Sugar has proven to be harmful, both to your diet and to your health, and if you can live without it, you should. Most nutritionists agree, however, that cutting sugar from your diet completely is impractical and may be unnecessary. If you’re discouraged about your weight-loss plan because you cannot give up sweets, there are strategies that can help you stay on track while indulging at least some of your cravings.
Think before you snack. Weight loss is all about calorie balance. It’s simple: If you consume too many calories, you will gain weight. In a calorie-restricted diet, everything you eat must displace something else you could have eaten. When you can, leave out sweets to make room for more nutritional foods that won’t leave you hungry.
Choose the lesser of two evils. If you must have sweets, go with the one with more health benefits or fewer calories. For example, dark chocolate is rich in antioxidants and contains less calories than milk chocolate. Allowing yourself one or two small pieces of dark chocolate to satisfy a craving will not interfere with your diet. If it’s something frozen and creamy you crave, blend bananas with another fruit or berry of your choice and freeze the mixture in ice-cube trays.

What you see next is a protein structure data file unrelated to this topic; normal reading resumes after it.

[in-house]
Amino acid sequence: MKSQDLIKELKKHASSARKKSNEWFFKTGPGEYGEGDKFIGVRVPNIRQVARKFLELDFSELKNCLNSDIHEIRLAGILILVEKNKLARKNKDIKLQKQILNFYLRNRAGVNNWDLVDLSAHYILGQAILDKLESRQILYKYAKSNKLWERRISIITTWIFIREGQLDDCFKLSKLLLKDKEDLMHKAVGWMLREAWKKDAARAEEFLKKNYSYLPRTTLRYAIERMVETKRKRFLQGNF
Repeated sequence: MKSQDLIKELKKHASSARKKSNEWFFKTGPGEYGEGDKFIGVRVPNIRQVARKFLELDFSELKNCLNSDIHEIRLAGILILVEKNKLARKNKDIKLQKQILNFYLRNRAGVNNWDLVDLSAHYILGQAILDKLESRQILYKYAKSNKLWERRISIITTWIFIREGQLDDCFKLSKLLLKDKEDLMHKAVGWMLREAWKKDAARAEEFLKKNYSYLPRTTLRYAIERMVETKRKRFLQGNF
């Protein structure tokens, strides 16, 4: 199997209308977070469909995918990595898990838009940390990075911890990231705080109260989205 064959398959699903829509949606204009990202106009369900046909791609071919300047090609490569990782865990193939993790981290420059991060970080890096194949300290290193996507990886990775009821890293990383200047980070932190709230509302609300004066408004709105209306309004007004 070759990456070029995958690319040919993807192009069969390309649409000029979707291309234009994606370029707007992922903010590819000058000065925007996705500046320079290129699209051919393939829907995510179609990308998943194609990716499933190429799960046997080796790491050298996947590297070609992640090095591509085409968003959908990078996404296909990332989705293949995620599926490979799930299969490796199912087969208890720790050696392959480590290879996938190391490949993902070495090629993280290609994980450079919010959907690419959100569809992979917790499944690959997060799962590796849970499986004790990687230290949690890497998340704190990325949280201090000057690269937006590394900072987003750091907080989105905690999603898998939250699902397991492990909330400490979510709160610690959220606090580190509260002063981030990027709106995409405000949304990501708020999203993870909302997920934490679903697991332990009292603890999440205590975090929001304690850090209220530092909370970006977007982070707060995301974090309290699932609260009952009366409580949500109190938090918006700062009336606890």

A little bit goes a long way. Exceeding your calorie requirement by just 250 calories a day can cause you to gain more than 20 pounds by the end of one year. To combat over-eating, try the following:
- Avoid sweets when you’re hungry. They should be a treat for your taste buds, never something to fill up on.
- When you buy desserts in the grocery store, look for single-serving packages, like ice cream bars or miniature pudding cups.
- Finally, don’t keep desserts in your house if they’ve become too much of a temptation for you. If the craving is strong enough, you’ll leave the house in search of something sweet. Otherwise, stay home.
Establish a reward system. When you exceed your goals for the day, week, or month, make a plan to reward yourself with a special (and small!) dessert at a later date. Is there something you enjoy more than sugar? If you can, come up with your incentives that don't involve food.